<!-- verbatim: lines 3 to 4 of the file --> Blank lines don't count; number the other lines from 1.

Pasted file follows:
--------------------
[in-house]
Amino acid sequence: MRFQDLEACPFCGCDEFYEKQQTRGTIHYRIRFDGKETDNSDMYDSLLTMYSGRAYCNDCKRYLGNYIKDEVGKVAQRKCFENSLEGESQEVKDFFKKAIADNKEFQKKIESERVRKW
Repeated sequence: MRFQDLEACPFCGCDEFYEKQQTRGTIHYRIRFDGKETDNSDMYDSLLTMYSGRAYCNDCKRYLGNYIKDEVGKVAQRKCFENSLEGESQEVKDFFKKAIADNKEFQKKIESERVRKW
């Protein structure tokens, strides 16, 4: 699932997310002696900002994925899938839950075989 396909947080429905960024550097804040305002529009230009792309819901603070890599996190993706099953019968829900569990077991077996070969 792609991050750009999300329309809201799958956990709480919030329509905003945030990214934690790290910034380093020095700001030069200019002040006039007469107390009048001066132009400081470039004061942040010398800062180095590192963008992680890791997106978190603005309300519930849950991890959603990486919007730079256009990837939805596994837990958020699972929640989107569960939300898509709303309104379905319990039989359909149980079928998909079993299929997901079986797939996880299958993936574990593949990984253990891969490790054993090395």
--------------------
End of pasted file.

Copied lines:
Repeated sequence: MRFQDLEACPFCGCDEFYEKQQTRGTIHYRIRFDGKETDNSDMYDSLLTMYSGRAYCNDCKRYLGNYIKDEVGKVAQRKCFENSLEGESQEVKDFFKKAIADNKEFQKKIESERVRKW
């Protein structure tokens, strides 16, 4: 699932997310002696900002994925899938839950075989 396909947080429905960024550097804040305002529009230009792309819901603070890599996190993706099953019968829900569990077991077996070969 792609991050750009999300329309809201799958956990709480919030329509905003945030990214934690790290910034380093020095700001030069200019002040006039007469107390009048001066132009400081470039004061942040010398800062180095590192963008992680890791997106978190603005309300519930849950991890959603990486919007730079256009990837939805596994837990958020699972929640989107569960939300898509709303309104379905319990039989359909149980079928998909079993299929997901079986797939996880299958993936574990593949990984253990891969490790054993090395």